Movie review: 'Predator'
Kyle Winfield | Contributing Writer
When the first Predator film was released, it was quite the subversive film. Take action star Arnold Schwarzenegger, along with several other hyper-masculine actors, put them in a film where they seem like unstoppable action heroes, and then have them get picked off one-by-one by a largely unseen alien presence. It was essentially a horror/slasher film in '80s action/sci-fi clothing. That being said, what direction does this new one take the franchise?
Directed by Shane Black, “The Predator” is the fourth entry in the “Predator” film franchise. It stars Boyd Holbrook, Sterling K. Brown, Olivia Munn, Jacob Tremblay, Keegan Michael Key, Trevante Rhodes and Thomas Jane.
Overall, the series has been a mixed bag in terms of quality, with an excellent first entry, followed by two films that could be called good to decent. With that established, where does this one stand in terms of quality?
Unfortunately, “The Predator” is one half of a good film, followed by a mediocre at best second half, or last third if you want to be generous. The story revolves around a group of soldier convicts/misfits who become involved in the conflict between two members of an alien race, which travel the galaxy to hunt other aliens and humans for sport.
The acting ranges from good to effective, with the standouts being Boyd Holbrook as a wise-cracking sniper and Jacob Tremblay as Holbrook’s character’s autistic son. This is not to say that the other actors were not noteworthy. Keegan-Michael Key, puts his comedic talents to use, utilizing that trademark Shane Black snappy dialogue, and demonstrates very good on-screen chemistry with the other “misfit” soldier cast members.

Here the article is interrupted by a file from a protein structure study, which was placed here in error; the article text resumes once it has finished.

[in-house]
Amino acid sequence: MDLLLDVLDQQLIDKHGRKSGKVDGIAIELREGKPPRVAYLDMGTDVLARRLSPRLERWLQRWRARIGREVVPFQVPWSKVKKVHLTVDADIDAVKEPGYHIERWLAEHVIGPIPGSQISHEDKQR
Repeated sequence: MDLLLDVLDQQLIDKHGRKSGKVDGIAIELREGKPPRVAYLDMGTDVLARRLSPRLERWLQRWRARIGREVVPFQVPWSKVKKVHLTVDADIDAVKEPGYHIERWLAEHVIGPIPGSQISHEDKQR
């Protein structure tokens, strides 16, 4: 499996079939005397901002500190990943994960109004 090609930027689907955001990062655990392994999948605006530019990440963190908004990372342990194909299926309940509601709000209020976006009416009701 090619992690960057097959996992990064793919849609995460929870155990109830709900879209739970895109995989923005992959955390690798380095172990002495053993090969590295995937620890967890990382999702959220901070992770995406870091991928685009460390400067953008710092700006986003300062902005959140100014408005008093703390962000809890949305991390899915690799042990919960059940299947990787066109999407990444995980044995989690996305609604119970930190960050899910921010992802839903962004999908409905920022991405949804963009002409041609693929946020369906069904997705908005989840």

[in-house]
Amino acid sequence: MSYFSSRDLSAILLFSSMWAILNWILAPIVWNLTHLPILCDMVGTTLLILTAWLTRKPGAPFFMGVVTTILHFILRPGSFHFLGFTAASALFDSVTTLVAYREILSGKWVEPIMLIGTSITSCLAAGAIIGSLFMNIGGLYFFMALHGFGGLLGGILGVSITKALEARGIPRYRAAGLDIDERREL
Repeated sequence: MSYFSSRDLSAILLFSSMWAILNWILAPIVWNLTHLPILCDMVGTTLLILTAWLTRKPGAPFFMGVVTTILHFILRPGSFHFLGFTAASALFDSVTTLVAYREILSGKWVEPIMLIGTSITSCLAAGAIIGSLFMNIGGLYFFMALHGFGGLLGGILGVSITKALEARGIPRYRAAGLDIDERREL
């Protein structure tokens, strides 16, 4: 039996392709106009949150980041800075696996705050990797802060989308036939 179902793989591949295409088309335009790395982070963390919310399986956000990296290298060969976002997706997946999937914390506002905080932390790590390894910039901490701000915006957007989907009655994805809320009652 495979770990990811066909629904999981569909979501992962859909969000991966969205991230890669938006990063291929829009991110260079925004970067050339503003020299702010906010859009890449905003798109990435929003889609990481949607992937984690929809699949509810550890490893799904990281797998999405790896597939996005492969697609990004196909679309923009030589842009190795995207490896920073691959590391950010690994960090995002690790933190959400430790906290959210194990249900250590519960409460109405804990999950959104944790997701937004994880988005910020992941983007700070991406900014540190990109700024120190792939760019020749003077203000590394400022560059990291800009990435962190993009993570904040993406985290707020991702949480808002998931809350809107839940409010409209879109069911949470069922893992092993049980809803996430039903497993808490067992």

Speaking of the dialogue, that is one area where Shane Black and his co-writer, Fred Dekker, excel. The lines are quick, snappy and often humorous, which is a definite positive, something this film desperately needs. That is not to say that the dialogue doesn’t have it’s fair share of groaners.
However, that talent for writing dialogue was not extended towards the story.
As stated previously, the film has a pretty good, gory, fun first half. But after that, some of the magic is lost, and it devolves into a mess. Plot holes pop out of the woodwork, contrivances abound and an ending that just smacks of studio interference, all tied together with ridiculous, unnecessary sequel-bait.
For those who have not been following the production of the film, the whole ending sequence had to be changed due to script leaks and leaked set photos depicting two predator creatures dressed in human clothes accompanying Boyd Holbrook and co. in an armored personnel carrier. Something that could have made the later parts of the film better or worse, depending on how well that would have been handled.
Another strangely inconsistent aspect of the film are the effects. The practical effects, such as the suit and armor used for the Fugitive Predator look spectacular, and adds a new, unique look to the titular creature.
In stark contrast to the practical effects, the CGI varies in quality. The scenes involving the predator’s invisibility tech looks quite good. But the effects on the super predator, especially near the end, look quite poor. Following that was an even worse display of CGI, that looked horribly rushed and a might bit ridiculous. This, again, goes back to the whole ending being hastily re-shot.
To answer the question posed at the beginning of this review, this latest entry goes for a straight-forward action-comedy route that many action films have been taking as of late, no doubt due in part to the success Marvel has had in mixing the two. While that isn’t a bad thing, this film also follows the alarming trend of a studio interfering and changing a film for the worse.
Unfortunately, “The Predator," is not recommended due to the fact that it is only one half of a good film, followed by second half that just reeks of studio changes and a forced attempt to make yet more sequels. But, at least this film is better than “Aliens vs. Predator: Requiem.” Which isn’t a high bar.